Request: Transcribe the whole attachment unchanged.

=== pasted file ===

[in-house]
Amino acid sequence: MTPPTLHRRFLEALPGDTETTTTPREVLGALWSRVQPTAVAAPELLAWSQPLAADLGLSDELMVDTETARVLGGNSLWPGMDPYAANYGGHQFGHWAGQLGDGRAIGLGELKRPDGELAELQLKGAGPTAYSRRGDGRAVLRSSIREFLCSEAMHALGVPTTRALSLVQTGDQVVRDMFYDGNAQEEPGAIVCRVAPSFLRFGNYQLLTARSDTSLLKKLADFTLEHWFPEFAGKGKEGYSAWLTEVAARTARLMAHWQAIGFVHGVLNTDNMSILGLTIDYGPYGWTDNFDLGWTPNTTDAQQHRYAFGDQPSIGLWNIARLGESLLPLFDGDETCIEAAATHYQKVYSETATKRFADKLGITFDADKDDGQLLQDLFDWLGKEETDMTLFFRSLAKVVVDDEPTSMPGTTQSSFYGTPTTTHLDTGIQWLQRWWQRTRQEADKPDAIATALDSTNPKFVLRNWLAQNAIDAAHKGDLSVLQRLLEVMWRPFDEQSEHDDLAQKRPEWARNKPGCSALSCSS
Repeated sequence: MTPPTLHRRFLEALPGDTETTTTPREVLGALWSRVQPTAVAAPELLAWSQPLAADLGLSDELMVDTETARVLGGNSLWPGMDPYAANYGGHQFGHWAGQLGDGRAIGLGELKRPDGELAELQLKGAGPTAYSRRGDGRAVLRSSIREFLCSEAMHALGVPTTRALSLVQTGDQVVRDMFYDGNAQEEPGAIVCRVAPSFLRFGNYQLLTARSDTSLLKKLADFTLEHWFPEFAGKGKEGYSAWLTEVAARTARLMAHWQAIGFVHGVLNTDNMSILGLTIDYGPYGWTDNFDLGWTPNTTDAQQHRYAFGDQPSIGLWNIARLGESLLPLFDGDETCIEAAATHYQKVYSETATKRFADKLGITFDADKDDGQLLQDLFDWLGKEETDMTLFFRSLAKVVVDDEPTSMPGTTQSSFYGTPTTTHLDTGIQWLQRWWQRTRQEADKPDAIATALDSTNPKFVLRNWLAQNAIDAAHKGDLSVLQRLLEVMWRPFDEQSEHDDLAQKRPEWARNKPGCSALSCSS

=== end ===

[in-house]
Amino acid sequence: MTPPTLHRRFLEALPGDTETTTTPREVLGALWSRVQPTAVAAPELLAWSQPLAADLGLSDELMVDTETARVLGGNSLWPGMDPYAANYGGHQFGHWAGQLGDGRAIGLGELKRPDGELAELQLKGAGPTAYSRRGDGRAVLRSSIREFLCSEAMHALGVPTTRALSLVQTGDQVVRDMFYDGNAQEEPGAIVCRVAPSFLRFGNYQLLTARSDTSLLKKLADFTLEHWFPEFAGKGKEGYSAWLTEVAARTARLMAHWQAIGFVHGVLNTDNMSILGLTIDYGPYGWTDNFDLGWTPNTTDAQQHRYAFGDQPSIGLWNIARLGESLLPLFDGDETCIEAAATHYQKVYSETATKRFADKLGITFDADKDDGQLLQDLFDWLGKEETDMTLFFRSLAKVVVDDEPTSMPGTTQSSFYGTPTTTHLDTGIQWLQRWWQRTRQEADKPDAIATALDSTNPKFVLRNWLAQNAIDAAHKGDLSVLQRLLEVMWRPFDEQSEHDDLAQKRPEWARNKPGCSALSCSS
Repeated sequence: MTPPTLHRRFLEALPGDTETTTTPREVLGALWSRVQPTAVAAPELLAWSQPLAADLGLSDELMVDTETARVLGGNSLWPGMDPYAANYGGHQFGHWAGQLGDGRAIGLGELKRPDGELAELQLKGAGPTAYSRRGDGRAVLRSSIREFLCSEAMHALGVPTTRALSLVQTGDQVVRDMFYDGNAQEEPGAIVCRVAPSFLRFGNYQLLTARSDTSLLKKLADFTLEHWFPEFAGKGKEGYSAWLTEVAARTARLMAHWQAIGFVHGVLNTDNMSILGLTIDYGPYGWTDNFDLGWTPNTTDAQQHRYAFGDQPSIGLWNIARLGESLLPLFDGDETCIEAAATHYQKVYSETATKRFADKLGITFDADKDDGQLLQDLFDWLGKEETDMTLFFRSLAKVVVDDEPTSMPGTTQSSFYGTPTTTHLDTGIQWLQRWWQRTRQEADKPDAIATALDSTNPKFVLRNWLAQNAIDAAHKGDLSVLQRLLEVMWRPFDEQSEHDDLAQKRPEWARNKPGCSALSCSS